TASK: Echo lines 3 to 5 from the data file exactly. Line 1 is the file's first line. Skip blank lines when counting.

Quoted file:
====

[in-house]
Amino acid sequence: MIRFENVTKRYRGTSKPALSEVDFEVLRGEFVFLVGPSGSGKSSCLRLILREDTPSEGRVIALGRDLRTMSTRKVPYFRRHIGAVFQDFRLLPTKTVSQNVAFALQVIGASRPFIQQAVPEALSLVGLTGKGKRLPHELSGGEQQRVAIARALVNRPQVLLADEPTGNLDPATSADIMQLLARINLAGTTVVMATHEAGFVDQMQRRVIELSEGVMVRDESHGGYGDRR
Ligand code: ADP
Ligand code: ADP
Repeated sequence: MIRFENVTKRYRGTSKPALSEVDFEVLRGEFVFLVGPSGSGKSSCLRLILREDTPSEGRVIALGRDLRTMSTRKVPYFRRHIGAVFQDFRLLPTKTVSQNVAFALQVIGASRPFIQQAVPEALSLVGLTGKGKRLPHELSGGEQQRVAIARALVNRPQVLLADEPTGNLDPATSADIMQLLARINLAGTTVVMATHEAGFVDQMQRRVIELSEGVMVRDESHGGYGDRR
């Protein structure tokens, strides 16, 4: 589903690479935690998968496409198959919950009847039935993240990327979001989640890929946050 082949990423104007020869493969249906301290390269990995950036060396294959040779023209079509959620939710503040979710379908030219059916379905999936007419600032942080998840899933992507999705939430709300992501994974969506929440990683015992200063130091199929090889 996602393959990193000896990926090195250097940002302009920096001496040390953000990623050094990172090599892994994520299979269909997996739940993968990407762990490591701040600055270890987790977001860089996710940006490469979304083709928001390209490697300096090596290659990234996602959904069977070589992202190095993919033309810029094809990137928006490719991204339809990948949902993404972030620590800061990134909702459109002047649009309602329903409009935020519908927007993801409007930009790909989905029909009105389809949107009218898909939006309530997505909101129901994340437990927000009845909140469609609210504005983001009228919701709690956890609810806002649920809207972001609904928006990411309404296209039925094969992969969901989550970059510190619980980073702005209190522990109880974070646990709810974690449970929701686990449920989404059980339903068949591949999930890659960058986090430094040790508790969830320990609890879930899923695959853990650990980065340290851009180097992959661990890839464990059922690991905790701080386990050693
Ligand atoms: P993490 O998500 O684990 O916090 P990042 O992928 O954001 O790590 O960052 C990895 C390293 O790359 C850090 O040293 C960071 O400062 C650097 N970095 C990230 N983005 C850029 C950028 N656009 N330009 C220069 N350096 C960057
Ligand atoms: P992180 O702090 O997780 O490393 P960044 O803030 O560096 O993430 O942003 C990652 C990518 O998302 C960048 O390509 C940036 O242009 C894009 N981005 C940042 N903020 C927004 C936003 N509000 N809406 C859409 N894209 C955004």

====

Ligand code: ADP
Ligand code: ADP
Repeated sequence: MIRFENVTKRYRGTSKPALSEVDFEVLRGEFVFLVGPSGSGKSSCLRLILREDTPSEGRVIALGRDLRTMSTRKVPYFRRHIGAVFQDFRLLPTKTVSQNVAFALQVIGASRPFIQQAVPEALSLVGLTGKGKRLPHELSGGEQQRVAIARALVNRPQVLLADEPTGNLDPATSADIMQLLARINLAGTTVVMATHEAGFVDQMQRRVIELSEGVMVRDESHGGYGDRR